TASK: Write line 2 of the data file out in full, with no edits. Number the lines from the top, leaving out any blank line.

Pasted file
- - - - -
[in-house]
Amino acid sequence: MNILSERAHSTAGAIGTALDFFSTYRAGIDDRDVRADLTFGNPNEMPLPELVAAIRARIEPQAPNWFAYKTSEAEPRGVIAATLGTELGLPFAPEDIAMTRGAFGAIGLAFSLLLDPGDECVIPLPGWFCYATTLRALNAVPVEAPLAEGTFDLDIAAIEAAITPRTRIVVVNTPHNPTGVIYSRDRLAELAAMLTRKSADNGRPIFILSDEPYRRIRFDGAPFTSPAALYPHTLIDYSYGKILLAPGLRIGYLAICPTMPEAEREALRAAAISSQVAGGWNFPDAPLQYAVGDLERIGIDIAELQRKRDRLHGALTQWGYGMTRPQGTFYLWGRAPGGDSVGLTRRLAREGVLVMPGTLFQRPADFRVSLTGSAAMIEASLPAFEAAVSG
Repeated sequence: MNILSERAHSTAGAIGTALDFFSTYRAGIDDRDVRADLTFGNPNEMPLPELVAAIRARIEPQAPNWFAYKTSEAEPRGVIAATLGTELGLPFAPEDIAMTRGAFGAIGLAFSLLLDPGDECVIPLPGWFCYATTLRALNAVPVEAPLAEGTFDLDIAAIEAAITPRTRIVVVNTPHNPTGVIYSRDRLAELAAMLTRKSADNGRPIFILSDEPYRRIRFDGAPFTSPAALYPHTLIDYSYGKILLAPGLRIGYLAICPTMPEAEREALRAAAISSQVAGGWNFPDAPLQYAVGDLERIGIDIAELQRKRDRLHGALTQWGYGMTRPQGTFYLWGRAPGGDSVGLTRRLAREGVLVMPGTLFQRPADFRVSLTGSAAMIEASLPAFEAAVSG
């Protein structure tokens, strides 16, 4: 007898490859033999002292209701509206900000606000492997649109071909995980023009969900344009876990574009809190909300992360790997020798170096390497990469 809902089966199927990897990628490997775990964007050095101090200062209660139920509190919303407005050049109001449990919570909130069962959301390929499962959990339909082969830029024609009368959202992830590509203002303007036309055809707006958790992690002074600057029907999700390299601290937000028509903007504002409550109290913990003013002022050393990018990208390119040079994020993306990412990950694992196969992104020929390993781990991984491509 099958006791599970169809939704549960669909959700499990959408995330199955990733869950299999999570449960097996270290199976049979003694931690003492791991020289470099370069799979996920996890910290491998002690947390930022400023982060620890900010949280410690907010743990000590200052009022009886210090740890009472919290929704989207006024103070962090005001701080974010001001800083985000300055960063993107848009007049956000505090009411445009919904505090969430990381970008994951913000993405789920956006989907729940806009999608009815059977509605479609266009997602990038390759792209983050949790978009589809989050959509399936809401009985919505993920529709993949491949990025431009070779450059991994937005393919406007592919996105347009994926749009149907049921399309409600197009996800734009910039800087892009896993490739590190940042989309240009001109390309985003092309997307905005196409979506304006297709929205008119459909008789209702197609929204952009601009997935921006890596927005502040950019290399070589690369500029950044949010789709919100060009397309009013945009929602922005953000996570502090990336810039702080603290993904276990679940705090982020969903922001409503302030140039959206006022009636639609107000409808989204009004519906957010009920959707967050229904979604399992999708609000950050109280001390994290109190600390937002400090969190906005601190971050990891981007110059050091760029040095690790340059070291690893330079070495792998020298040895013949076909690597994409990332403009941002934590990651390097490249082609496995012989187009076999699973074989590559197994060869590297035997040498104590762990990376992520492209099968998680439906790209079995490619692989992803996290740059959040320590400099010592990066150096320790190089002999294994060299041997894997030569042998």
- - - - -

Amino acid sequence: MNILSERAHSTAGAIGTALDFFSTYRAGIDDRDVRADLTFGNPNEMPLPELVAAIRARIEPQAPNWFAYKTSEAEPRGVIAATLGTELGLPFAPEDIAMTRGAFGAIGLAFSLLLDPGDECVIPLPGWFCYATTLRALNAVPVEAPLAEGTFDLDIAAIEAAITPRTRIVVVNTPHNPTGVIYSRDRLAELAAMLTRKSADNGRPIFILSDEPYRRIRFDGAPFTSPAALYPHTLIDYSYGKILLAPGLRIGYLAICPTMPEAEREALRAAAISSQVAGGWNFPDAPLQYAVGDLERIGIDIAELQRKRDRLHGALTQWGYGMTRPQGTFYLWGRAPGGDSVGLTRRLAREGVLVMPGTLFQRPADFRVSLTGSAAMIEASLPAFEAAVSG